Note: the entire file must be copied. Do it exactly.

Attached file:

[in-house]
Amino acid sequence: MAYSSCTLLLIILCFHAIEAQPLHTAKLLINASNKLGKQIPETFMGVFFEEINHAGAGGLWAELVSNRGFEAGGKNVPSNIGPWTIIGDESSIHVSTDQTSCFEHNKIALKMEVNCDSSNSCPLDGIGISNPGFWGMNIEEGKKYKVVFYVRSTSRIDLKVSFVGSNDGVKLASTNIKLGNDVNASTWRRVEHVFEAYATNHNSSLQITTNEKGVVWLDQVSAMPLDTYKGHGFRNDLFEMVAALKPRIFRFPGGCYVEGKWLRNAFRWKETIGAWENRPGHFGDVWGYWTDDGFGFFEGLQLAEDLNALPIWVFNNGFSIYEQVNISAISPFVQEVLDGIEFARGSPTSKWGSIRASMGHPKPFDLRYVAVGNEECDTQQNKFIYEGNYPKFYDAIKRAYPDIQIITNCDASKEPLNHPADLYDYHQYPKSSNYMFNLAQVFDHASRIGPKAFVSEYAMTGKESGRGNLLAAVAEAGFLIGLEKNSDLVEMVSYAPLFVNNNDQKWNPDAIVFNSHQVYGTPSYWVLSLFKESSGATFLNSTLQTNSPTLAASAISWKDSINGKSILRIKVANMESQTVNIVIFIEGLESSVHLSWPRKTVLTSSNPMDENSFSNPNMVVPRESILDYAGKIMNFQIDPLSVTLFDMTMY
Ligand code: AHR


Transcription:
[in-house]
Amino acid sequence: MAYSSCTLLLIILCFHAIEAQPLHTAKLLINASNKLGKQIPETFMGVFFEEINHAGAGGLWAELVSNRGFEAGGKNVPSNIGPWTIIGDESSIHVSTDQTSCFEHNKIALKMEVNCDSSNSCPLDGIGISNPGFWGMNIEEGKKYKVVFYVRSTSRIDLKVSFVGSNDGVKLASTNIKLGNDVNASTWRRVEHVFEAYATNHNSSLQITTNEKGVVWLDQVSAMPLDTYKGHGFRNDLFEMVAALKPRIFRFPGGCYVEGKWLRNAFRWKETIGAWENRPGHFGDVWGYWTDDGFGFFEGLQLAEDLNALPIWVFNNGFSIYEQVNISAISPFVQEVLDGIEFARGSPTSKWGSIRASMGHPKPFDLRYVAVGNEECDTQQNKFIYEGNYPKFYDAIKRAYPDIQIITNCDASKEPLNHPADLYDYHQYPKSSNYMFNLAQVFDHASRIGPKAFVSEYAMTGKESGRGNLLAAVAEAGFLIGLEKNSDLVEMVSYAPLFVNNNDQKWNPDAIVFNSHQVYGTPSYWVLSLFKESSGATFLNSTLQTNSPTLAASAISWKDSINGKSILRIKVANMESQTVNIVIFIEGLESSVHLSWPRKTVLTSSNPMDENSFSNPNMVVPRESILDYAGKIMNFQIDPLSVTLFDMTMY
Ligand code: AHR